We interviewed Joseph Morgan who owns half of Chittleborough and Morgan and also is a head cutter at the company, when interviewing him we found that he has a youthful mind and knows about that latest fashion despite how long he has been in the industry.
These are the last interviews we had to do for the project it was bitter sweet because it has been a hard couple of weeks but meeting such extraordinary people every day is what we will miss most about the project. First we went to Kathryn Sargent the first woman Head Cutter known to Savile Row! Hear what she had to say about her journey! Kathryn Sargent
Next we interviewed two men that worked at Meyer and Mortimer, Brian, the main head cutter and co owner of Meyer & Mortimer and Norris, an alteration tailor. Brian has such a great personality! When he was being interviewed he didn’t stop telling such great stories of what Savile Row was like when he first started and how he got to where he is today.
Next we interviewed Norris who is an alteration tailor and he was so sweet and kind, one thing about his interview was that when we asked him “what are the tools of your trade” he couldn’t wait to show us! You could tell that he was so excited to show us his tools and that showed his passion and love for the trade that he is in!
Not only did we do interviews on this day but we also had the opportunity to meet and talk to a student at LCF (London College of Fashion) studying menswear, she gave a talk about the the final year that she is in currently and the how it is all going. She is currently working on a 18 piece collection and she is running out of time and she made sure to stress to us that time management is KEY!!
LCF Student showing her development work
LCF Student unfinished garment.
We also spoke to a man called Tim Wang who also did menswear that had left LCF 2 years ago and we all wanted to know how the transition is like finishing your time at LCF and moving on into the real world, what we got from him was that it wasn’t easy and you wouldn’t get a job straight away, you have to do internships and really build up your relationships to get into the industry. He also showed us his final collection at LCF.
Tim Wang Presentation
Wang’s collection pieces
After the talk with the two LCF students half of us had to go and do interviews and the other half would stay and do a deconstructive workshop!
Deconstruction workshop presentation
Jacket before deconstruction
Jacket after deconstruction
We also learned how the collar in a jacket was made, for most it was difficult because we had to get the hang of how they are made by professionals and to get the perfect shape for a collar but we later go the hang of it.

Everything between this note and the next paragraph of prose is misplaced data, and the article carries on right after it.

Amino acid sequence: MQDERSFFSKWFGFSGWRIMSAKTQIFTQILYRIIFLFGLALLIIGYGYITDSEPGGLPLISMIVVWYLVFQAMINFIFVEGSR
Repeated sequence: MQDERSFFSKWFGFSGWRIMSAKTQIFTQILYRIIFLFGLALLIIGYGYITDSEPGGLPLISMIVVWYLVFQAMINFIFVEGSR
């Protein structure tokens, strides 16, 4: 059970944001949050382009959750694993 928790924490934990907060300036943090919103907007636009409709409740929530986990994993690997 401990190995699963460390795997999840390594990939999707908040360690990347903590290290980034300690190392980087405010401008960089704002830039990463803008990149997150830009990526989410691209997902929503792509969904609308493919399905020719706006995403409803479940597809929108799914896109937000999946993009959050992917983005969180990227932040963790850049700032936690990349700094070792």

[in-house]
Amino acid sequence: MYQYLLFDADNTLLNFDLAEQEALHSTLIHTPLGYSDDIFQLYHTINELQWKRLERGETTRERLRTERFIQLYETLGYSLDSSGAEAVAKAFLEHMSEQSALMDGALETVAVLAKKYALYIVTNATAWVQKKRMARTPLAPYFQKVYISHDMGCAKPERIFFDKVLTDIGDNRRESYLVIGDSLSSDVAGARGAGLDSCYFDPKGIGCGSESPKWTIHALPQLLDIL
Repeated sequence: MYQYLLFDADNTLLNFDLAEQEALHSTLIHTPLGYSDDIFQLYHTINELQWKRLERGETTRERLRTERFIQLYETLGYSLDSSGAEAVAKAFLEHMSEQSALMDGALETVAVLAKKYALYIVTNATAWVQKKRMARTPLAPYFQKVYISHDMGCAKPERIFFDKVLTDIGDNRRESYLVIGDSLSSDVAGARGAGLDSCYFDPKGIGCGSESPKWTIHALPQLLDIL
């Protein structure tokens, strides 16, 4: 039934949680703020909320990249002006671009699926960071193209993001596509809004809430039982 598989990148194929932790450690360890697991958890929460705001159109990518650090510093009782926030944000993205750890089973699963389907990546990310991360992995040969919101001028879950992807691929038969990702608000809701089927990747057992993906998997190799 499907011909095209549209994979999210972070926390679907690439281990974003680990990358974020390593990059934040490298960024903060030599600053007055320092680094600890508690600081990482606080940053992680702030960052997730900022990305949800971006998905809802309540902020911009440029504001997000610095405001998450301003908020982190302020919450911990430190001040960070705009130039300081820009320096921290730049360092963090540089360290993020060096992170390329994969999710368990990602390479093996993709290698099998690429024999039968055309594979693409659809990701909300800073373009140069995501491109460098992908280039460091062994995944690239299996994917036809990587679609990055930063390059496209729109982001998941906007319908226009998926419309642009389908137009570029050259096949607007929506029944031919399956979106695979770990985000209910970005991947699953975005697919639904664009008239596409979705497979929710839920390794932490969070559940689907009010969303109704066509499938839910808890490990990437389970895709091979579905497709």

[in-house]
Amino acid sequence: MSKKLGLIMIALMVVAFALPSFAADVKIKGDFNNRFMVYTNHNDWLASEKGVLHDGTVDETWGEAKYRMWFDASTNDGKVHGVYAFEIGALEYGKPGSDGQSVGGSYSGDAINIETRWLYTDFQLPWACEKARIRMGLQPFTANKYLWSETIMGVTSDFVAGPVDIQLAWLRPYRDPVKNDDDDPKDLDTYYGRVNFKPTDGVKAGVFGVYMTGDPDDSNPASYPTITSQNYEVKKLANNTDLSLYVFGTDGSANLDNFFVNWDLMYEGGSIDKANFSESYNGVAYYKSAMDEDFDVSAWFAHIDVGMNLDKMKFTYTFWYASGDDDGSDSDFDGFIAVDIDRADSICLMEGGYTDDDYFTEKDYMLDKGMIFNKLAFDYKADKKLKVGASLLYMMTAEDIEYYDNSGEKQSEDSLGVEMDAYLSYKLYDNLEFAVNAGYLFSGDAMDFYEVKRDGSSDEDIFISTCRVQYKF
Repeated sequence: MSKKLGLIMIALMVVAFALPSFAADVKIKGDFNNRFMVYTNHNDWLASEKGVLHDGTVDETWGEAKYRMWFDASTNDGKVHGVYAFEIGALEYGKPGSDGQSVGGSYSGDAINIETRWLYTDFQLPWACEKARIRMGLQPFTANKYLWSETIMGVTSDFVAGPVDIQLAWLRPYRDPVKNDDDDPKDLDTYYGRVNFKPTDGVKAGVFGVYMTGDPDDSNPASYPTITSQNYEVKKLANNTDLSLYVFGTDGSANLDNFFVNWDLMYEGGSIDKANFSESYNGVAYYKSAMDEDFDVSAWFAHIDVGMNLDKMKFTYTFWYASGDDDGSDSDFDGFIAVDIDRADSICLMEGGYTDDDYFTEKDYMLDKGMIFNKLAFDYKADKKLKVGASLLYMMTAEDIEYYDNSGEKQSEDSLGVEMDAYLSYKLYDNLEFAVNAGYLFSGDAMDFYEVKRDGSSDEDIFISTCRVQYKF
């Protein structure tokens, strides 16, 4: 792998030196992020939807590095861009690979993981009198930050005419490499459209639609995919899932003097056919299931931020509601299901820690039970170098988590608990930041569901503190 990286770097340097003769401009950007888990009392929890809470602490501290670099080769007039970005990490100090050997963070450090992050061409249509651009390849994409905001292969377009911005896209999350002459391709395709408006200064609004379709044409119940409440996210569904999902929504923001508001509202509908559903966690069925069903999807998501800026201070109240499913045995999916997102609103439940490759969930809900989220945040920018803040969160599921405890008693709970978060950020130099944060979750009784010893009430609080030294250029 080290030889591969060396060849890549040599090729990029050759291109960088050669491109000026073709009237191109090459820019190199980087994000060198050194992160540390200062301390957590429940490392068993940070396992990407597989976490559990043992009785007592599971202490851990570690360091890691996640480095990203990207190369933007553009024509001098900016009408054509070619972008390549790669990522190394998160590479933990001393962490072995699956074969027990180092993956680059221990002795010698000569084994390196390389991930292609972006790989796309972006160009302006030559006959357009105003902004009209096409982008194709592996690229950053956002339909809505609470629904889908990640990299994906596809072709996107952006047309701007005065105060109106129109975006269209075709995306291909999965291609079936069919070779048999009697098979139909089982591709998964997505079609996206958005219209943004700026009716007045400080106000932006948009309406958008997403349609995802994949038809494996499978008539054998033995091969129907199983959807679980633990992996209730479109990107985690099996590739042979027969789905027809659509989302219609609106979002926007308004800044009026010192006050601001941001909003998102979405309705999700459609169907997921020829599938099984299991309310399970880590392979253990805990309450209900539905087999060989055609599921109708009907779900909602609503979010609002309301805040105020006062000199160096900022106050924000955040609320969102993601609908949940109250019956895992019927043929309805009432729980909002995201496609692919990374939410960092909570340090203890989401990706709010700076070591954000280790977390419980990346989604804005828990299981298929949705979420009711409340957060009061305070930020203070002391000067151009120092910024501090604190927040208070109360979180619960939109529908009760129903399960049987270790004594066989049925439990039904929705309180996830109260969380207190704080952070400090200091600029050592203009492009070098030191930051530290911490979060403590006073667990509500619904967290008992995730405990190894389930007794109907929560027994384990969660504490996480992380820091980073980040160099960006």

Brianna’s Collar (KCC Student)
Nina’s Collar (KCC Student)
Before putting on the mannequin
To see what else we got up to in Day 6 heres the link https://tailoredstories.wordpress.com/2015/03/04/day-6-interviews-at-anderson-shepperd-dashing-tweed-and-gareth-crowe-fabric-dealer/
Yesterday was a day of full interviews! First stop Anderson and Sheppard
Anderson and Sheppard
When talking to the workers at Anderson and Sheppard everyone seemed to get along well, it was a very friendly environment but you could sense the competition amongst the workers, however everyone seems to be very loyal to the company’s heritage. The full interview will go up on www.tailoredstories.org.uk/interviews.html.
BTS at Anderson and Sheppard
Next we went to interview Guy Hills owner and founder of Dashing Tweeds.
Guy Hills and KCC students
Interviewing Guy Hills was refreshing because so far the interviews have been about the history of Savile Row and how it was like being a tailor in Savile Row in the 1960s however Dashing Tweeds started in 2008 and hearing Guy Hills story on how he got into the industry clearly represents the future and where the trade is going as far as technology is concerned. His interview will also be up shortly.
Last but not least for the day we interviewed the very witty and vibrant character Gareth Crowe, now a fabric dealer.
Listening to Gareth Crowe talk about the trade and how the industry was back in the day was very insightful and gave you a glimpse into a world that was and still is in some cases very difficult to get into and hearing his story of different people that he worked with is something that kept us all on the edge of our seats waiting to hear more.
Yesterday we interviewed Andrew Ramroop the first black head cutter on Savile Row who worked for Maurice Sedwell and later bought the company. When interviewing Mr Ramroop I was quickly inspired by his passion and drive for the business that he is in – also his quotes are something that I would remember and keep with me on my journey into the fashion industry.
We also had the opportunity to talk to him about his love for teaching and training future tailors at The Savile Row Academy that he founded.